Undertaking intrauterine insemination (IUI) twice in a menstrual cycle instead of the usual single attempt has been shown to increase pregnancy rates. IUI places sperm directly into the uterus and therefore close to any egg(s). The insemination is less stressful, invasive and expensive than in vitro fertilisation and similar procedures. It is therefore often used when a male partner is subfertile, or when the reason for not becoming pregnant is unknown. Generally, IUI is carried out once in a menstrual cycle, but it is sometimes attempted twice (double IUI). The review revealed that, in trials of IUI (where fertility drugs to stimulate the release of eggs are also used), double IUI has resulted in more pregnancies than single IUI.
Based on the results of pregnancy rate per couple in five trials, double intrauterine insemination resulted in significant benefit over single intrauterine insemination in the treatment of subfertile couples with husband semen. If advice is to be offered regarding clinical practice, further research is warranted.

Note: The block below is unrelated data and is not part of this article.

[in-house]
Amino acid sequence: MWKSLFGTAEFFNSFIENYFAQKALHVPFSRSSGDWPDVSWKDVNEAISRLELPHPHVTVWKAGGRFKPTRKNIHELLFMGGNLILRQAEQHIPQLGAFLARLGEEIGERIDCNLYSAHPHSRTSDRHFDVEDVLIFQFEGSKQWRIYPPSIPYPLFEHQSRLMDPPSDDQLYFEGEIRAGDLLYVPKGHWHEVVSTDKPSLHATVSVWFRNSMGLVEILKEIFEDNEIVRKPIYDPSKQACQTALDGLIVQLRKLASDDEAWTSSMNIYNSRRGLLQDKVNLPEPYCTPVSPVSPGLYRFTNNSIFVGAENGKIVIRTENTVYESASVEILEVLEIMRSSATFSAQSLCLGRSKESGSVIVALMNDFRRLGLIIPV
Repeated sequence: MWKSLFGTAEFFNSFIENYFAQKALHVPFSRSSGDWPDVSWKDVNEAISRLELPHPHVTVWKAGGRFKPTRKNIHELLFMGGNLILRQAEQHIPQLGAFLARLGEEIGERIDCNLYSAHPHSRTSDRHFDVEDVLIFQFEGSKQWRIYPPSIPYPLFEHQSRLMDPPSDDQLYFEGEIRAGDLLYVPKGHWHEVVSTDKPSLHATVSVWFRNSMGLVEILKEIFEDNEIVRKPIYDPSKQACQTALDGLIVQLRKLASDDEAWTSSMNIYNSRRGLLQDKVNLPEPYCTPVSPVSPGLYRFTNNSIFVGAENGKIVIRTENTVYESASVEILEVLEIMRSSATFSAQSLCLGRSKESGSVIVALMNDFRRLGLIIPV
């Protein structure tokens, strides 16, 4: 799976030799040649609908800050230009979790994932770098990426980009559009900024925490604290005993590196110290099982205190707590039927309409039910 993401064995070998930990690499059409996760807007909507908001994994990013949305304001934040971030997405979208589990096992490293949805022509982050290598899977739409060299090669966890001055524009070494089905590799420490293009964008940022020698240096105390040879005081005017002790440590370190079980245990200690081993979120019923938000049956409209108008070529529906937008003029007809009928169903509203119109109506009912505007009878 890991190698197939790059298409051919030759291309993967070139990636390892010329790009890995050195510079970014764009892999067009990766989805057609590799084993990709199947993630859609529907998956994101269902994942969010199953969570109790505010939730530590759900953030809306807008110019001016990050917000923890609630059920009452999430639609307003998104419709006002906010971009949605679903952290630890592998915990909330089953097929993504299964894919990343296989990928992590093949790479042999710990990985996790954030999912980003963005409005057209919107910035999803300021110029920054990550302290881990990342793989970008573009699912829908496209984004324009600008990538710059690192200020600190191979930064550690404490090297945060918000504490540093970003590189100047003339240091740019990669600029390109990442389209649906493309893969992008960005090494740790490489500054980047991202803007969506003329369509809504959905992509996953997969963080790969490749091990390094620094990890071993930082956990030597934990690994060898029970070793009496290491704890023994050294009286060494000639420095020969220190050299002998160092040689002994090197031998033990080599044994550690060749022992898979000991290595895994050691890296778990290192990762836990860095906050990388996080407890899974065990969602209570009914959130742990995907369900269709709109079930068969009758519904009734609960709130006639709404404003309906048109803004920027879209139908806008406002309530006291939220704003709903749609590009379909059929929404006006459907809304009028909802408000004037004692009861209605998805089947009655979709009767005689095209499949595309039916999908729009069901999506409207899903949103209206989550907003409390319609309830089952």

Intrauterine insemination, with or without controlled ovarian hyperstimulation, is one of the treatment modalities offered to couples who have tried to conceive for at least one year (subfertile couples). It has been suggested that increasing the number of inseminations from one per cycle to two could increase the probability of conception.
To determine if there is a difference in live birth or pregnancy rates for subfertile couples using single or double intrauterine insemination in stimulated cycles.
We searched the Cochrane Menstrual Disorders and Subfertility Group Trials Register (searched June 2007), the Cochrane Central Register of Controlled Trials (CENTRAL) (The Cochrane Library, 2006, issue 2), MEDLINE (January 1966 to June 2007), EMBASE (January 1988 to June 2007), SCIENCE Direct Database (January 1966 to June 2007), Confsci (January 1973 to 15 June 2007), Pascal (January 1984 to June 2007), and the reference lists of articles. We also contacted researchers in the field.
Randomised controlled, parallel trials of single versus double intrauterine inseminations in simulated cycles in subfertile couples.
Two reviewers independently assessed trial quality and extracted data. We contacted study authors for additional information.
We identified six studies involving 1785 women. There were no data for the main outcome measure of live birth per couple or ongoing pregnancy rates, and no authors presented comparative data for adverse events. The results of five studies that reported pregnancy rate per couple showed a significant effect of using double insemination (Peto odds ratio 1.8, 95% confidence interval 1.4 to 2.4).